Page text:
Former attorney-general Tommy Thomas tonight denied agreeing with the government’s decision to drop money-laundering charges against Riza Aziz.
His remarks were in response to a Malaysian Anti-Corruption Commission (MACC) statement explaining the events that led to the sessions court giving Najib Razak’s stepson a discharge not amounting to an acquittal today.
In the statement, the agency said that the decision to drop charges had been agreed to by Thomas.
Responding to this, Thomas said he was aware that Riza’s lawyers had made written representations to the Attorney-General’s Chambers regarding the case. Such representations are usually made by lawyers on behalf of accused persons and is a normal practice in most jurisdictions.
Riza is the son of Najib’s wife, Rosmah Mansor, from her first marriage. His claim to fame is being a partner at Hollywood production company Red Granite, which produced The Wolf of Wall Street starring Leonardo DiCaprio.
Recalling the sequence of events, Thomas said that his special officer at the AGC, Rahayu Mamuzaini, drew his attention to the written representations made by Riza’s lawyers.
After going through the contents, Thomas said he had handed the documents over to special prosecutor Gopal Sri Ram, who is prosecuting Riza in the money-laundering case.
The brief was simple: Sri Ram was to examine the representations made by Riza’s lawyer, but as far as the prosecution was concerned, nothing happened after this.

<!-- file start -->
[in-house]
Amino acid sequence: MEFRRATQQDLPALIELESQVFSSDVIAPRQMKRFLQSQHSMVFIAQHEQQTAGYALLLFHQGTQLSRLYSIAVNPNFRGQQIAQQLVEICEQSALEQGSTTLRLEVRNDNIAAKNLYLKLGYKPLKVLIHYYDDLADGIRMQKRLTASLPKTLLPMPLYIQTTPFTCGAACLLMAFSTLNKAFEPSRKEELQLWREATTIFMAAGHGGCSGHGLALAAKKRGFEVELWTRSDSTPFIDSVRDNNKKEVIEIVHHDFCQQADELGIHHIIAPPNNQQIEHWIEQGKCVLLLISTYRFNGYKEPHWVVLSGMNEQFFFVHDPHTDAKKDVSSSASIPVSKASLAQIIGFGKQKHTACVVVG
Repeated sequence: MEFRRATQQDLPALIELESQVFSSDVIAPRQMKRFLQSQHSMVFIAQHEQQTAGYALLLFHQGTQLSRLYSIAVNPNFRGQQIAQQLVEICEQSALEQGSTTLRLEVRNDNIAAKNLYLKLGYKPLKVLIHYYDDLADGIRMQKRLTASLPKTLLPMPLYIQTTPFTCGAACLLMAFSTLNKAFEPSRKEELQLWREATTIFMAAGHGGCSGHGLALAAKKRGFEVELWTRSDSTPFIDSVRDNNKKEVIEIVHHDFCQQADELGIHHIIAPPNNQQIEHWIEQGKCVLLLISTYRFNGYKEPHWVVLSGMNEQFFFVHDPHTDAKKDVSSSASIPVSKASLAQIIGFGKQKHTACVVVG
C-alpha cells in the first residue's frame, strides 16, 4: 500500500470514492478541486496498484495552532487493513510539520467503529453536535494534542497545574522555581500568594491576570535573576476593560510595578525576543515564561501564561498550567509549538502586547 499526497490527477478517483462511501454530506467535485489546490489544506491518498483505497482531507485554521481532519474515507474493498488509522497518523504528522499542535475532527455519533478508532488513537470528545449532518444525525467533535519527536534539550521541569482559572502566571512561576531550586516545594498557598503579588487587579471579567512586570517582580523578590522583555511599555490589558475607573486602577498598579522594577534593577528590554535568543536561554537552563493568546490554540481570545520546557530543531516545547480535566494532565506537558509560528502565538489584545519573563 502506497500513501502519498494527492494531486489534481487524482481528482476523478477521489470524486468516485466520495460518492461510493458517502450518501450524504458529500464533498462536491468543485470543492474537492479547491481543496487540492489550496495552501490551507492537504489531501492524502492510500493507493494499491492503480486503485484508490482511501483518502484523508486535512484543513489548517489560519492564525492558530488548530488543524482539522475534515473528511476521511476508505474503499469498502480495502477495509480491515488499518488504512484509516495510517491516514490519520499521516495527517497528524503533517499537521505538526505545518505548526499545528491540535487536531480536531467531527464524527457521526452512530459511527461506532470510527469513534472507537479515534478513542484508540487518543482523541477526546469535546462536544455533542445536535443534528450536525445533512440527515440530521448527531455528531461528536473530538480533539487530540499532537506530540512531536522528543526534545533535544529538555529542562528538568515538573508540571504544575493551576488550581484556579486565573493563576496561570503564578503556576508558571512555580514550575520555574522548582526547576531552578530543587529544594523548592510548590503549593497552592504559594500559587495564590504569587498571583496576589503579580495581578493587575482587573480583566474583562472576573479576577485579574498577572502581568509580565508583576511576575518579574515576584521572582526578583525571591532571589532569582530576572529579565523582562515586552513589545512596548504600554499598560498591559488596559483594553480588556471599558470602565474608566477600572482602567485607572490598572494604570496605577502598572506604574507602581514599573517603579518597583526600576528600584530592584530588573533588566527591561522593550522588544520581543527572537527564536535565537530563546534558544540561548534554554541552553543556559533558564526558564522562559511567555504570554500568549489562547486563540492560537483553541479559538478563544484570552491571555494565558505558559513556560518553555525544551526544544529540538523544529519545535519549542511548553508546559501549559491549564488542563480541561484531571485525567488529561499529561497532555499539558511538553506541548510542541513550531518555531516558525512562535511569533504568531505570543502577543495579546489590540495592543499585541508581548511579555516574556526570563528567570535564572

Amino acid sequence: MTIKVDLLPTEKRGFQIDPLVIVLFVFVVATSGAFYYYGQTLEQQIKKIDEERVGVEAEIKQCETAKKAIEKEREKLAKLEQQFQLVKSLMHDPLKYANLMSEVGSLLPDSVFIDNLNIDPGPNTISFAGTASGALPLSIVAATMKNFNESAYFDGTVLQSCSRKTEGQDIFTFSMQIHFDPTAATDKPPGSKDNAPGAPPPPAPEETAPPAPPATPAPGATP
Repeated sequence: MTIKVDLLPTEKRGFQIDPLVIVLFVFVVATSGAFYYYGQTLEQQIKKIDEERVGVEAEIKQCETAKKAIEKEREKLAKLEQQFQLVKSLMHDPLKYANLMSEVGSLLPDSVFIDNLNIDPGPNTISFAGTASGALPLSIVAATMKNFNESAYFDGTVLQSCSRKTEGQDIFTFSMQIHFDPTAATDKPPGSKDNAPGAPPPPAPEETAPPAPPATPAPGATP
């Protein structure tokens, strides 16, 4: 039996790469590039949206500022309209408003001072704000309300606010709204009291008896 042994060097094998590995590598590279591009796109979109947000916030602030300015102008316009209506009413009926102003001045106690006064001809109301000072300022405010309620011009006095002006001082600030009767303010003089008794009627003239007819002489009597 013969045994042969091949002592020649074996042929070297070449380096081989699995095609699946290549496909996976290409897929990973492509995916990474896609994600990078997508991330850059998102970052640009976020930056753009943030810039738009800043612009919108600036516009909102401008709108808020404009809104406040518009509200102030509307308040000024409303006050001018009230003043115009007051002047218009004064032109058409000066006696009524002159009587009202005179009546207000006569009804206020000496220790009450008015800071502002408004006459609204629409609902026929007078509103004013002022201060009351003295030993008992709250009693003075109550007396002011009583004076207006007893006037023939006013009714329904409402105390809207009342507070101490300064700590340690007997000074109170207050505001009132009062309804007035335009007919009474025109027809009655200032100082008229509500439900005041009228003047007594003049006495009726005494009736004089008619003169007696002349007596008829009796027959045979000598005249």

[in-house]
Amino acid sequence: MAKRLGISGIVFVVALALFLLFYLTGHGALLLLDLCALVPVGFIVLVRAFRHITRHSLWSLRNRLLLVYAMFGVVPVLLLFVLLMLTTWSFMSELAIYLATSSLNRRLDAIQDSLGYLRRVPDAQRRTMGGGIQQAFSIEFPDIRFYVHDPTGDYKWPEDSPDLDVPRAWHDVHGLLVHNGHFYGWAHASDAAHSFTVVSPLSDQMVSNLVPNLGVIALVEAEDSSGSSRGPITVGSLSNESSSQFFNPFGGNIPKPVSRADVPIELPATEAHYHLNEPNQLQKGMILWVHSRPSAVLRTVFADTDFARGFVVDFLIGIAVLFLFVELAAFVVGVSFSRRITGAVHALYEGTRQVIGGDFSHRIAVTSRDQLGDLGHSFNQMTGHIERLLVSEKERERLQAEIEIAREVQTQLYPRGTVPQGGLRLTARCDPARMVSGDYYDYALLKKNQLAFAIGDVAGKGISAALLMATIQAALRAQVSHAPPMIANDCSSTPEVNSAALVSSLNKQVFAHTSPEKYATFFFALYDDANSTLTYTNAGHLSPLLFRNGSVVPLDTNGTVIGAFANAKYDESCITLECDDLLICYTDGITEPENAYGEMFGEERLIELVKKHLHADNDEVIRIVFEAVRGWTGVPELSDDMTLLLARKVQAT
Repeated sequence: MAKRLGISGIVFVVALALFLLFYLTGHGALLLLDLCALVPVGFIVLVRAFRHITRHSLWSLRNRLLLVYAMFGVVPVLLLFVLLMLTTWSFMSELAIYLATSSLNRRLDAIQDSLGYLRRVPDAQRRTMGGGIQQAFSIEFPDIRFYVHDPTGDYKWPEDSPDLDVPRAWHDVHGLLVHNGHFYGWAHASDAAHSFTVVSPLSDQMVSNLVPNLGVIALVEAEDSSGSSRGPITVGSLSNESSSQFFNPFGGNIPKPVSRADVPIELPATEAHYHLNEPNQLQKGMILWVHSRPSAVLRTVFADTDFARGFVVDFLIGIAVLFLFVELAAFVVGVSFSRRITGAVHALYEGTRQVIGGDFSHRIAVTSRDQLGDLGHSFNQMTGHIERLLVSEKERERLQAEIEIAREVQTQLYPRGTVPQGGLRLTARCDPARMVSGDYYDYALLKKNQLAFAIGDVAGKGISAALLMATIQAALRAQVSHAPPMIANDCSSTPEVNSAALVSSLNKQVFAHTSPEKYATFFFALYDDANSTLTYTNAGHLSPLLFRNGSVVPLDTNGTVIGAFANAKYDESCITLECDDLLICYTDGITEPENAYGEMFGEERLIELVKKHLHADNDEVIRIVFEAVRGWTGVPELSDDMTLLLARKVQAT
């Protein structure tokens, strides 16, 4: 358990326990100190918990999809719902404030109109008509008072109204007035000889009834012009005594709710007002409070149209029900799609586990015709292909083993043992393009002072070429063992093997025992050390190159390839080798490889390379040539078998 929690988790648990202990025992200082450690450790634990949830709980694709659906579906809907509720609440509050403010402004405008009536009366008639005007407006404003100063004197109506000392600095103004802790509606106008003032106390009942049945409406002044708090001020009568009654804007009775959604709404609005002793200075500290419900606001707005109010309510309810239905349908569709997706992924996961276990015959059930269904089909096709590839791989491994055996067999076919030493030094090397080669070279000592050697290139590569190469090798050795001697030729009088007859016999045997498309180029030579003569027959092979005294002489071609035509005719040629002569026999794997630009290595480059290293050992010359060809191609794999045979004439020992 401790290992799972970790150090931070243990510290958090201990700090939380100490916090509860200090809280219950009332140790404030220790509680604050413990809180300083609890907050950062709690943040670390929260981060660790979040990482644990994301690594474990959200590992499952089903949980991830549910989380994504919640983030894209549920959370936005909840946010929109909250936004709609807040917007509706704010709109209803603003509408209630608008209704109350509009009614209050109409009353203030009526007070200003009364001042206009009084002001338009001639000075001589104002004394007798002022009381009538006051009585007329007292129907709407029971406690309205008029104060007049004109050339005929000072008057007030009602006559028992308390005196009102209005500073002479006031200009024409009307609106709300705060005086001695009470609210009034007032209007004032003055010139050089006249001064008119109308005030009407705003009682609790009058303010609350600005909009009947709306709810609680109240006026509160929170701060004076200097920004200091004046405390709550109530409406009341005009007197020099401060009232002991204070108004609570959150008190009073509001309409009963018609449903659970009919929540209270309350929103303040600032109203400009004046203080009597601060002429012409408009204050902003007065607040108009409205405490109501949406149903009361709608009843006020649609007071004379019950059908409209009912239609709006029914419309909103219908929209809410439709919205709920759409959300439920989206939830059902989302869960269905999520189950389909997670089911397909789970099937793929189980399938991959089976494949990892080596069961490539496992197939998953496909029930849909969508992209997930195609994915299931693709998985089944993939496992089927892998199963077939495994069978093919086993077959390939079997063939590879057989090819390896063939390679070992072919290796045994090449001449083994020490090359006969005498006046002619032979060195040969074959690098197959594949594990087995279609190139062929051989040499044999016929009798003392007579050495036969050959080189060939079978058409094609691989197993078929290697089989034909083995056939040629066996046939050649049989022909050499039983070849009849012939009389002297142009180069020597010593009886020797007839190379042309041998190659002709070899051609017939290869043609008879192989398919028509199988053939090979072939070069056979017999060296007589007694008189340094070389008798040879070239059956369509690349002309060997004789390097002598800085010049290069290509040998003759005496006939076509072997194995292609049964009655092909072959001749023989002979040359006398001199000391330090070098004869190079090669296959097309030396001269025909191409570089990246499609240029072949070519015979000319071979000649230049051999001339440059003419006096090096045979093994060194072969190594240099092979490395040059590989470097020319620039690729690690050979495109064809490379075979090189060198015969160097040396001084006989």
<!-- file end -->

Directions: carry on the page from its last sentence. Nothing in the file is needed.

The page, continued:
Thomas said: “I resigned two-and-a-half months ago and up to that point, there was no agreement to drop charges against Riza. So, it is wholly untrue and a fabrication to say that I had agreed to the decision.
“I am terribly disappointed that the MACC had to make this false statement.”
This morning, the sessions court had granted a discharge not amounting to an acquittal (DNAA) to Riza, who had been charged with five counts of money laundering amounting to US$248 million.
The funds were alleged to have flowed in cross-border transactions from two Switzerland bank accounts of two companies named in the massive 1MDB financial scandal — Good Star Limited and Aabar Investments PJS Limited — to the US bank account of Red Granite Productions Inc and the Singapore bank account of Red Granite Capital Ltd.
The two companies were said to be linked to fugitive businessman Low Taek Jho, commonly known as Jho Low.
Riza claimed trial to the five charges, which are each punishable with a maximum RM5 million fine or maximum five-year jail term or both.
Earlier, the MACC said the Malaysian government is expected to recover overseas assets involved in the offence, which is estimated at US$107.3 million (RM465.3 million).
“Based on the agreement, the accused is required to pay a compound to the government under Section 92 of the Anti-Money Laundering, Anti-Terrorism Financing and Proceeds of Unlawful Activities Act 2001 which is punitive as an alternative to the charges that have been brought against him,” read a statement issued by MACC today.
“The agreement between the prosecution and the accused through representation in court was a decision considered and agreed by the former attorney general, Tan Sri Tommy Thomas,” the statement pointed out.
This morning, Sri Ram was quoted saying how the agreement had been made between the prosecution and the accused.
Sri Ram was said to have told the court that the federal government would receive a substantial sum running into “several million ringgit” as a result of the agreement.